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Jaguar F-Type convertible

Jaguar and its Land Rover sibling are hiring so many new employees here in Coventry that, well, the walk into headquarters and the factory from the parking lot is quite a hike. There just isn't enough parking on the main grounds.

This is what happens when you're a car company whose Jaguar brand alone saw sales surge 42 per cent globally in 2013, with Canadian sales up a stunning 96 per cent. Jaguar Land Rover sales overall last year were up 19 per cent to 425,006. And annual profits are now in the billions.

This month Jaguar is showcasing its new F-Type Coupe, which follows the launch of the F-Type Convertible last year. And this duo comes after the introduction of all-wheel drive to Jaguar's lineup, which in large part explains the big jump in Jag sales in Canada. Coming in 2015 is a small sedan built on an all-new aluminum flexible platform. We're seeing an impressive array of new models and technologies in a very small window for Jag.

"Now we're in the stage of increasing the relevance of the brand," says Rob Filipovic, head of Jaguar product management in North America.

Jaguar is doing what was impossible under the previous owner, Ford Motor, which sold JLR to India's Tata conglomerate in 2009. That is, Jaguar is growing and making money.

When Tata bought JLR, I suggested that my back-of-the-envelope calculation showed that Ford had spent $50-billion on Jag over 20 years of ownership, without ever turning an annual profit. Not once.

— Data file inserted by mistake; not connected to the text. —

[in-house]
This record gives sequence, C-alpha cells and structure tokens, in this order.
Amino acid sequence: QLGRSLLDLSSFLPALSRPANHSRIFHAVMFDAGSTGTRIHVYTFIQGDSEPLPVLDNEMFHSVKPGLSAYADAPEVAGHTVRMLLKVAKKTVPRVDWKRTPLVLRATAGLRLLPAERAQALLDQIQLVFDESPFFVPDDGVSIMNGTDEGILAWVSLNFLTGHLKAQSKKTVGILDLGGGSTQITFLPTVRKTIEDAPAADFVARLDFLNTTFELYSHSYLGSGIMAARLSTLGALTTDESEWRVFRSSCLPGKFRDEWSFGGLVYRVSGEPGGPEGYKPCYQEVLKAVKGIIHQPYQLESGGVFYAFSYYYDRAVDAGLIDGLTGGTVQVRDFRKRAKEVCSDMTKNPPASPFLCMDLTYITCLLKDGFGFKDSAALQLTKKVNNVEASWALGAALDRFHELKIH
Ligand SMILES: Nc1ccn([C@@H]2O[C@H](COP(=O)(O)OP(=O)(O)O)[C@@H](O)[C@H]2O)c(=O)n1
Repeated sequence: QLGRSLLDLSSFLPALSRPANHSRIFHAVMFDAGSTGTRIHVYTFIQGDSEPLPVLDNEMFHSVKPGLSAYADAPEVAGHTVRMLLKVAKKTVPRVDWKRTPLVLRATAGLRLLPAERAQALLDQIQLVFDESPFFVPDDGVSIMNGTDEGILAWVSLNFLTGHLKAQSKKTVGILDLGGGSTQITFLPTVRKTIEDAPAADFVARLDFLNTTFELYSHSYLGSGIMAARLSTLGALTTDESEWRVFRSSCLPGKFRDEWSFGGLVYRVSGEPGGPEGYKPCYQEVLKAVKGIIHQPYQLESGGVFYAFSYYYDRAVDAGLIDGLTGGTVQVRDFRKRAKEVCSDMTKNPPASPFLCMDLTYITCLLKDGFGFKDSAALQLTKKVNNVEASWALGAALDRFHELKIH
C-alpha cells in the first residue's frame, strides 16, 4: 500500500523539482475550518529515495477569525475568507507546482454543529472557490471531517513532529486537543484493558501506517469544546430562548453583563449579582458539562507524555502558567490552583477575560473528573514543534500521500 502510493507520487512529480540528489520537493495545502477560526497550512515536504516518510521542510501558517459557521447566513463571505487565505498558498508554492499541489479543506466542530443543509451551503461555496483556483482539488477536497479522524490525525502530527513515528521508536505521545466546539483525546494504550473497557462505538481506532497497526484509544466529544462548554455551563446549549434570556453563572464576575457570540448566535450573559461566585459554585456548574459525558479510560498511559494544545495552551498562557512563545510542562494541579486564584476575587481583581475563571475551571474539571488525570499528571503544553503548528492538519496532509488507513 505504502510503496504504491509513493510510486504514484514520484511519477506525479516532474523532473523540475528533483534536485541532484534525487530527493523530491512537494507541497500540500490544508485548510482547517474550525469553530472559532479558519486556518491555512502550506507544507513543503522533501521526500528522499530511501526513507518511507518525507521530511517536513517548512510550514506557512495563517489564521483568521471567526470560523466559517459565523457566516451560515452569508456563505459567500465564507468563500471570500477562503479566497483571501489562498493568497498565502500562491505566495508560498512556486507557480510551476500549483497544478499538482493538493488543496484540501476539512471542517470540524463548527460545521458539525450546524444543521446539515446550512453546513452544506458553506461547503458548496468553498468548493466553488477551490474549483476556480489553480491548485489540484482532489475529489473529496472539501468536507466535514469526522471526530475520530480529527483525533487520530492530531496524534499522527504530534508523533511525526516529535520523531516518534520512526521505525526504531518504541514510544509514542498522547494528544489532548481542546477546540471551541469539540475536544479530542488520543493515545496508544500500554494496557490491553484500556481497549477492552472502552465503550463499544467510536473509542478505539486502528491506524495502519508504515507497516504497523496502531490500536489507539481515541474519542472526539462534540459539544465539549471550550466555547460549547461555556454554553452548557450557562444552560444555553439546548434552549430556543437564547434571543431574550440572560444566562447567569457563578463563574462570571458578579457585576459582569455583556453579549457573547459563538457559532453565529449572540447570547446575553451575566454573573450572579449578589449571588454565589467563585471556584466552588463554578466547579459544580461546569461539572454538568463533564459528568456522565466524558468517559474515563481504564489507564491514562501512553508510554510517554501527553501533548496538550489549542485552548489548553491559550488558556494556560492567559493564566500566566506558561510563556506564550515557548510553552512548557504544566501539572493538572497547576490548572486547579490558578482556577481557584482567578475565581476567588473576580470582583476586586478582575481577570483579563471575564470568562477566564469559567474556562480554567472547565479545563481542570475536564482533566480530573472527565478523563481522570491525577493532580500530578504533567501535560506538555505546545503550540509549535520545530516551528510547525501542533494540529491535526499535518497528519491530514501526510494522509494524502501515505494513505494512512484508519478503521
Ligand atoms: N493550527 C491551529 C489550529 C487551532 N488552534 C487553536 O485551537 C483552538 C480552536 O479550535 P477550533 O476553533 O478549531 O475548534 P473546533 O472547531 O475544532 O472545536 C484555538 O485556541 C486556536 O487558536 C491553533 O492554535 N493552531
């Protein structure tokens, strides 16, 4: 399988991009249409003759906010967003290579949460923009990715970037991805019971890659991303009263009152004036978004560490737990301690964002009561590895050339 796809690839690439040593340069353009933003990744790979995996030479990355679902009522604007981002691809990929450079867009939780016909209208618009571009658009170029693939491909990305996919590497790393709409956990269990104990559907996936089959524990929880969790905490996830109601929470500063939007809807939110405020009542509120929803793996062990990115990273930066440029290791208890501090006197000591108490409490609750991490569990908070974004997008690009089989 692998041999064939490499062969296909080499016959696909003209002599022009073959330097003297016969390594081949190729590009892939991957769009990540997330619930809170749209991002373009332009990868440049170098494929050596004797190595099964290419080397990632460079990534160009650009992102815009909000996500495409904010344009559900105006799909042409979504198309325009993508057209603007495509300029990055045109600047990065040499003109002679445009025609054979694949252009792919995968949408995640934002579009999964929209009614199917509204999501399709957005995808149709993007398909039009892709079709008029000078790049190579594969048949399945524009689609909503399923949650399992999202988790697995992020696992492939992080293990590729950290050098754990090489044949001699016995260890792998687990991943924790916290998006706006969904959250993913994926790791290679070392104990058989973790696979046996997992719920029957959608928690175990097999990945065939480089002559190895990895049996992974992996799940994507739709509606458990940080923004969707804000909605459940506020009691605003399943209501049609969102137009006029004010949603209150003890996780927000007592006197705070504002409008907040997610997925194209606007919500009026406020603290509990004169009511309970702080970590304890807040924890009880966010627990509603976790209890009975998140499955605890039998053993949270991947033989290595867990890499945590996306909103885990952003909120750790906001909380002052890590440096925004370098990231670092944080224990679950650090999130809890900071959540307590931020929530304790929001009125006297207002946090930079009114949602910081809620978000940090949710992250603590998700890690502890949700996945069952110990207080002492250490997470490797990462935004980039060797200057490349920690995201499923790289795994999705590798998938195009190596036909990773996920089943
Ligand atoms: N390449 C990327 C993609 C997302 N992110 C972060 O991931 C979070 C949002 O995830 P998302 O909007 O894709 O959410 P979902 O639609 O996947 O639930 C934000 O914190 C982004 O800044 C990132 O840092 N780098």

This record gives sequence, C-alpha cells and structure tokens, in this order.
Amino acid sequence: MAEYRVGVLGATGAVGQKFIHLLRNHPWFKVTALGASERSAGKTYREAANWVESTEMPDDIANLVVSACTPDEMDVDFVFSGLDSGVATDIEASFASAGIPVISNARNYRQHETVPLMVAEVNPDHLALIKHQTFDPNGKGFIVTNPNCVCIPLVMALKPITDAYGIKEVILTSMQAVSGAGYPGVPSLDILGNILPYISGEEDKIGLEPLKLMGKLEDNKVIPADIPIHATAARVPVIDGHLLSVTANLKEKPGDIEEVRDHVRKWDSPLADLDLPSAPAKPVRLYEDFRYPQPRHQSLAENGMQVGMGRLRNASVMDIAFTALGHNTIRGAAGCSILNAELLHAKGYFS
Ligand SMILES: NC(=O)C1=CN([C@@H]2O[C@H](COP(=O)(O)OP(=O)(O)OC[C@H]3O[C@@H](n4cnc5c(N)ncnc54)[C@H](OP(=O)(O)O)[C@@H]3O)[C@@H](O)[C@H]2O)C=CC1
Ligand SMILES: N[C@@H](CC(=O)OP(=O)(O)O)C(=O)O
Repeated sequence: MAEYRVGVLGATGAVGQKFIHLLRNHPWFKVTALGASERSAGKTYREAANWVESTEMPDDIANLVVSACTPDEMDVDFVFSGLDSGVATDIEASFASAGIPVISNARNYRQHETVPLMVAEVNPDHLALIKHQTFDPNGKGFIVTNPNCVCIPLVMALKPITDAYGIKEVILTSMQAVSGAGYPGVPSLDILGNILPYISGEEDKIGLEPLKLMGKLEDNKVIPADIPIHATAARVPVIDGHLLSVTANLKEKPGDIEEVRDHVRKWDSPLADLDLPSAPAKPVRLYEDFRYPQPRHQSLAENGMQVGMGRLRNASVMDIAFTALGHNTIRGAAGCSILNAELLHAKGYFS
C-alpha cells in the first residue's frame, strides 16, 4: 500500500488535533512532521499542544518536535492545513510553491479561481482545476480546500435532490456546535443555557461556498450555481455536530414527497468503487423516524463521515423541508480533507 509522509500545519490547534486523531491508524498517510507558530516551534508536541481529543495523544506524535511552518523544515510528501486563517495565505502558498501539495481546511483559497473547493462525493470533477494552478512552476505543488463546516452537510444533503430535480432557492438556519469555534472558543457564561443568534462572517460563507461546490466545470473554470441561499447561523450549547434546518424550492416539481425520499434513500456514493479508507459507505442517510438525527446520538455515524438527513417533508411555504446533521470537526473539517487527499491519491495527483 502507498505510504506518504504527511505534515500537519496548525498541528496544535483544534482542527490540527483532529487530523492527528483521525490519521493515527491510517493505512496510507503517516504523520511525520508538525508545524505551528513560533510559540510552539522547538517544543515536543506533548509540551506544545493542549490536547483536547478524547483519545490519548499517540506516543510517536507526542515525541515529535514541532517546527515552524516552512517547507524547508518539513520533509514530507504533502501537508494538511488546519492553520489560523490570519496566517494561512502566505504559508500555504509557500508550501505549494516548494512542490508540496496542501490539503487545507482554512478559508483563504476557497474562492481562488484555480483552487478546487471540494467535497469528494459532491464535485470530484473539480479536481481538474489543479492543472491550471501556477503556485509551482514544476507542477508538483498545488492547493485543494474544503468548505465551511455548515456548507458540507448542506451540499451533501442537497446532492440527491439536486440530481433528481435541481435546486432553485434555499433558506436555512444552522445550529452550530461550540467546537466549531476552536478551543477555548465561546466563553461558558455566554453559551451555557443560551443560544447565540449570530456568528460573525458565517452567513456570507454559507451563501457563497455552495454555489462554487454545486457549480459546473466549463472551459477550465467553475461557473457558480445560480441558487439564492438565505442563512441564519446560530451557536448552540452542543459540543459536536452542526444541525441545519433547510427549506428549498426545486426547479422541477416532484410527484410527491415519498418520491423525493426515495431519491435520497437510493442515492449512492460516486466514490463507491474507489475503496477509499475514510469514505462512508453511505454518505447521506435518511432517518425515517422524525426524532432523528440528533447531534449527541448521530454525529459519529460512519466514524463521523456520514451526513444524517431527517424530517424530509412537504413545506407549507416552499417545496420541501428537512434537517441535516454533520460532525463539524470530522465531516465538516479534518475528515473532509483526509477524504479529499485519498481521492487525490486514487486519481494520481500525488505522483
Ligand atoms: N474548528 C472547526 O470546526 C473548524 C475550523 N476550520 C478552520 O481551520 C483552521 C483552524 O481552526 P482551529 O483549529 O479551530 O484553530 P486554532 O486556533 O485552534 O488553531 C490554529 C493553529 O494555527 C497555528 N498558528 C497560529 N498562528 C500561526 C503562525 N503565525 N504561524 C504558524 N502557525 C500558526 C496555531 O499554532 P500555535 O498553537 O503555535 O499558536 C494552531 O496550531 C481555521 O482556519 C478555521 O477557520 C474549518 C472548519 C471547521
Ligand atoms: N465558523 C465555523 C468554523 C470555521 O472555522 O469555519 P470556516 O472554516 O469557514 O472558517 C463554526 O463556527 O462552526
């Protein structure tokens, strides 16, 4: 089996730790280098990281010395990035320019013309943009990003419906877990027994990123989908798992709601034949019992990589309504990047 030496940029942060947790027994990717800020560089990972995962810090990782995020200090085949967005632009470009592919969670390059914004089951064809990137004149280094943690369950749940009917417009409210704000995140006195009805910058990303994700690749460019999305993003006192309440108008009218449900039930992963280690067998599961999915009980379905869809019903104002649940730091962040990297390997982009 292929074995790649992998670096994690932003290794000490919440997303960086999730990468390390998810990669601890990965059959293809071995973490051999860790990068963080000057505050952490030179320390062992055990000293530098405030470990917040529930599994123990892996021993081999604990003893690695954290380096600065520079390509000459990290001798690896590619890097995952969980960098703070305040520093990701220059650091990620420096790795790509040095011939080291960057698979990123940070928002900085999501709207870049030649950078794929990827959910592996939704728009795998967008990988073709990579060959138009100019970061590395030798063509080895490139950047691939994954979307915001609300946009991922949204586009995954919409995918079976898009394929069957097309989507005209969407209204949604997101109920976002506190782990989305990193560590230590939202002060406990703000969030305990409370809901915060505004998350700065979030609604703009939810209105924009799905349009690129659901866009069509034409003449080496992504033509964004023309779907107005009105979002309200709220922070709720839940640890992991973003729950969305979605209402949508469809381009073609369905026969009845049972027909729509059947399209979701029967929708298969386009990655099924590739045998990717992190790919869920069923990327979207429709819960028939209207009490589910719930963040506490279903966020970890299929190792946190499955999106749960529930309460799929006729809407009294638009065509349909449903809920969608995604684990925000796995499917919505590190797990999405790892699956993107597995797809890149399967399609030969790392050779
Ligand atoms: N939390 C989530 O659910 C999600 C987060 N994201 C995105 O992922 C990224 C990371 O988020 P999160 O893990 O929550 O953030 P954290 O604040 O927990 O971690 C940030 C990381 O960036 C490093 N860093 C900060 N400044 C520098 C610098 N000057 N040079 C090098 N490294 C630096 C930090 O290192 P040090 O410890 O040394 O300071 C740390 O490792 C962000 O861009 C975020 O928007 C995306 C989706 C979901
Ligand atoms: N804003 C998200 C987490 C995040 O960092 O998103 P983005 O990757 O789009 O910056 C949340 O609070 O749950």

"So why is Jaguar growing and making money with Tata?" asked my cousin, Michael Cato, who lives in the British Midlands less than an hour away from JLR headquarters, which means he naturally takes a keen interest in the local business. As a guest in his house, I had to conjure up some sort of answer.

And it's this: Ford, a mainstream auto maker with a truly global footprint, focused on fitting Jaguar into Ford. The "cowboys" at Ford, as JLR insides refer to them, roared in with loads of money and a swaggering confidence.

On the plus side, Ford did an amazing job of reinventing JLR's manufacturing facilities and processes. Indeed, JLR types willingly say they'd not be around at all today without the Ford money and expertise. But on the product side, Ford looked for ways to spread costs right across Ford's product lineup, the global one.

Thus, the Ford Mondeo in Europe spawned the Jaguar X-Type small sedan. Everyone could see the X-Type was a gussied-up Mondeo, despite the all-wheel drive and wood trim. It was a disaster and an embarrassment.

How does this sort of thing happen? One Jag insider told me that when Ford's big bosses in Dearborn, Mich., put Jaguar on the agenda at headquarters, JLR was item 22 or 23. JLR, then, had to fit into and around items 1-21.

Under Tata, JLR is a top priority, No. 1 or 2 at every corporate meeting. The new Tata ownership had plenty of management and even automotive experience when they took over, but they freely admitted they knew nothing about luxury vehicles. So they turned the business over to a JLR management group that focused on building a premium lineup of cars and light trucks without the burden of finding synergies with the likes of a Ford Mondeo. Tata provided capital and overall direction, but JLR was charged with reinventing itself without any of the cowboy-like advice that had been commonplace under Ford.

JLR doesn't have to fit into Tata Motors in the same way it was pressured to under Ford. In fact, JLR for the present is making gobs of money for Tata Motors – profits the likes of which Ford never saw during its run as owner. Surely there are people at Ford now who look on with amazement and perhaps a big dose of consternation.

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